Elon Musk’s SpaceX is set to make its first attempt to launch its huge Starship rocket into space, marking what could be an important milestone in the billionaire’s bid to carry astronauts to Mars.
SpaceX said on Sunday that the rocket could be launched from its base in Texas during a 90-minute window beginning on Monday. If the rocket is not ready to launch during that window, SpaceX has alternative launch times available later in the week.
On Sunday, Musk sought to lower expectations for the launch attempt. In a discussion broadcast on Twitter, he warned that many issues could delay the launch or cause the rocket to fail. “Just don’t blow up the launch pad,” he added.
If the launch is successful, the rocket would reach an altitude of 150 miles and complete a 90-minute trip, ending in a splashdown in the Pacific Ocean off Hawaii. SpaceX will not attempt to recover either of the rocket’s two stages — its Super Heavy booster and the Starship on top that will one day carry crews to space — though eventually those parts will be designed to be reused.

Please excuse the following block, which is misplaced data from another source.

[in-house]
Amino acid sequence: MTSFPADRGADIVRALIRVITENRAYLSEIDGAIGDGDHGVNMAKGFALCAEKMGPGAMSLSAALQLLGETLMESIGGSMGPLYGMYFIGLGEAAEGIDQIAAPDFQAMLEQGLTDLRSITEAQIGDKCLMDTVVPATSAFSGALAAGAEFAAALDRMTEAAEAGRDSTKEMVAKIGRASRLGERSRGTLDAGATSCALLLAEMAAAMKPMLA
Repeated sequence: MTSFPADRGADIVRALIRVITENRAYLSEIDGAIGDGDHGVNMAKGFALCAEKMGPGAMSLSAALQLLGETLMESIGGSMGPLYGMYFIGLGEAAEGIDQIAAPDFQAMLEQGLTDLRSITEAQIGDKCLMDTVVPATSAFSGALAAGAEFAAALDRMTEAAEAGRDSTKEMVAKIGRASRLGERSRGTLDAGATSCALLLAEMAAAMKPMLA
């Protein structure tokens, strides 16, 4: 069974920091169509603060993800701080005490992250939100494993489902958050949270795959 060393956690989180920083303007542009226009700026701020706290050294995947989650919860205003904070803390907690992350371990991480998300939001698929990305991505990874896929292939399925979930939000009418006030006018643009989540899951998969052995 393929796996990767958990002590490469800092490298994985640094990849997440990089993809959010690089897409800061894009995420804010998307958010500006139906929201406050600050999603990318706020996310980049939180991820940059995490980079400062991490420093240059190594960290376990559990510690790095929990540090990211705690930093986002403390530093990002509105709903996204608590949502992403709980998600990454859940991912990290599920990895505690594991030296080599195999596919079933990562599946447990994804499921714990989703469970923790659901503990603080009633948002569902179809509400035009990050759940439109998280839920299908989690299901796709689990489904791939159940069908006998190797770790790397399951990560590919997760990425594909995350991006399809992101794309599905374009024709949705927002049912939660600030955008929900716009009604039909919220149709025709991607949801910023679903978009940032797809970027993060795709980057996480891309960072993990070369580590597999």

Powered by 33 of SpaceX’s Raptor engines, the rocket is set to become the most powerful ever to be launched into space. The company has said it will have more than 16mn pounds of thrust, roughly twice that of the previous record holder, the Saturn V rocket that carried Americans to the moon in the 1960s and 1970s.
Starship was designed to take humans to Mars, the purpose that Musk set for SpaceX when he founded the company in 2002.
Long before then, Starship was co-opted by Nasa to take part in the first attempt to return astronauts to the moon since 1972. With the ability to carry payloads of as much as 100 tons, Starship could also transform the economics of reaching orbit, challenging SpaceX’s own Falcon 9 rockets as the main workhorse for reaching space.